The government of Qatar is pushing forward with plans to privatize al-Jazeera, the popular and controversial Arab television network that has often drawn the ire of U.S. administration officials, a network spokesman said.
Details of the plan are yet to be worked out and await a feasibility report that should be completed in coming months, said Jihad Ballout, a spokesman in the Qatari capital of Doha. Al-Jazeera is highly popular in the Arab world but has repeatedly drawn criticism from the Bush administration about its coverage of the war in Iraq and other hot-button issues in the Middle East.
Pressure from U.S. officials has caused the government of Qatar, which bankrolls al-Jazeera, to accelerate the spinoff, according to a report yesterday in the New York Times, which quoted an unnamed senior Qatari official.
Ballout said he has heard reports about such pressure but has no first-hand knowledge of it. He said he knew of no attempts to interfere with the network's independence and emphasized that al-Jazeera's code of ethics forbade it from succumbing to commercial or political pressure.
Ballout and a senior al-Jazeera journalist added that Qatar had always planned to privatize al-Jazeera. When the network was set up in 1996, the rough model was the BBC, which is bankrolled by the British government. The plan was for al-Jazeera to rely, after five years, on advertising dollars -- a model closer to CNN.
Although the network has succeeded in gaining viewers -- as many as 40 million daily -- it has had limited success in obtaining advertising, largely because private corporations in many Arab countries were unwilling to bankroll a media company that frequently drew the ire of Arab governments, said Ballout and the senior al-Jazeera journalist.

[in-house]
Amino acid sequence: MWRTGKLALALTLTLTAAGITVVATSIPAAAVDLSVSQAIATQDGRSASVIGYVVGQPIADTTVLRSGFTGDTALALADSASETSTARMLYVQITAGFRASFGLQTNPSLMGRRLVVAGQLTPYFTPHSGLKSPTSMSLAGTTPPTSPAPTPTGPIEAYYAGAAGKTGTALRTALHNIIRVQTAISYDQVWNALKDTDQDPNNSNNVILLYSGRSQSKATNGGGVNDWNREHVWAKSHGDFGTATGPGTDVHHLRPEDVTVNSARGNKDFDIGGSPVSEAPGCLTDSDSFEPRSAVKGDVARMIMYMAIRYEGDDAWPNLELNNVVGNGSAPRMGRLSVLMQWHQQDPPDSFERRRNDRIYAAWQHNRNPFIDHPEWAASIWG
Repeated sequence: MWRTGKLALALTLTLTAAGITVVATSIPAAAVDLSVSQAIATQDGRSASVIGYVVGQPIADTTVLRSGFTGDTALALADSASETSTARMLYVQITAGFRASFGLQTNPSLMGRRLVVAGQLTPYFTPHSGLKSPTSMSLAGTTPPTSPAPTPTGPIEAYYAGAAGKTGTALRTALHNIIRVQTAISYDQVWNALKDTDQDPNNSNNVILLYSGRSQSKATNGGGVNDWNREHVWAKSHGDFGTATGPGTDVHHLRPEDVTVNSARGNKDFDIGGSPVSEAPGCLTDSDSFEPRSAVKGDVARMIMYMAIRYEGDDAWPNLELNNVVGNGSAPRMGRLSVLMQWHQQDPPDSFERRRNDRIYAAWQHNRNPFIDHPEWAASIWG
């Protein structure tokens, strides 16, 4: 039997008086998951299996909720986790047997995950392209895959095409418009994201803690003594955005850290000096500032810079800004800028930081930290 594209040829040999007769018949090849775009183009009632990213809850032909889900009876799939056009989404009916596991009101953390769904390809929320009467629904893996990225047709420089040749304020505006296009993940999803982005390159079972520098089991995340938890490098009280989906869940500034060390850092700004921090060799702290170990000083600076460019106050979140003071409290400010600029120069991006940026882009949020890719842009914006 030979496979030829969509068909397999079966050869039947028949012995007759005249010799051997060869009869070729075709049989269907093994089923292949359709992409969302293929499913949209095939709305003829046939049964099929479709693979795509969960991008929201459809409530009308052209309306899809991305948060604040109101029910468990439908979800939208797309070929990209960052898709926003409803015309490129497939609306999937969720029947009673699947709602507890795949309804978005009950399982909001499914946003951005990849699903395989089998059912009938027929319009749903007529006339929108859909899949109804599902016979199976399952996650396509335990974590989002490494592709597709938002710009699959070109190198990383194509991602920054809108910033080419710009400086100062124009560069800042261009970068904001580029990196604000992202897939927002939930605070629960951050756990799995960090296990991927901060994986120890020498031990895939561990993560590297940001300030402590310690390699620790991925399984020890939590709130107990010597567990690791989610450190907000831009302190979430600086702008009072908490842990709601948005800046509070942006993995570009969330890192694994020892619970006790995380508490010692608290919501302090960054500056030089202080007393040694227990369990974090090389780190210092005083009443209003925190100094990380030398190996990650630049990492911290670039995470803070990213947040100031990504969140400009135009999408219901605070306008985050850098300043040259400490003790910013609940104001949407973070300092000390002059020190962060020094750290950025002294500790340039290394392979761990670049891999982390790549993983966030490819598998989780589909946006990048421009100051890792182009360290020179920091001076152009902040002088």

Still, in late 2003, Qatar announced it would begin exploring ways to privatize the network. Pressure from the U.S. government, the journalist said, was the final straw -- but ironic, given the Bush administration's stated desire to support democracy and free media in the Middle East.
"The same administration that is spending millions of dollars to have independent or free media in the region is participating in the potential silencing of media in the process," said the journalist, who requested anonymity because all public comments from the network are supposed to come from Ballout.
Calls yesterday afternoon to the embassy of Qatar were not returned. State Department spokesman Noel Clay said yesterday that then-Secretary of State Colin L. Powell had made the administration's position on al-Jazeera clear.
Although U.S. officials have appeared occasionally on the network to reach its vast audience, they have long complained that al-Jazeera's coverage is politically inflammatory and, at times, factually flawed.
Powell publicly complained about al-Jazeera to the government of Qatar in April. As The Washington Post reported, after Powell had "very intense" discussions about the network with the Qatari foreign minister, Hamad Bin Jasim Thani, the minister said: "I heard with great attention what the U.S. administration had to say about it. I am not directly involved, but I will certainly deliver it to the right people in Qatar."
Ballout said that the criticism of the network by senior U.S. officials was "unprecedented" and that, far from being biased, al-Jazeera had explored taboo topics and provided an independent platform for diverse views that had been missing from the Arab media.
"The vast majority of the criticism of al-Jazeera has been politically motivated," he said.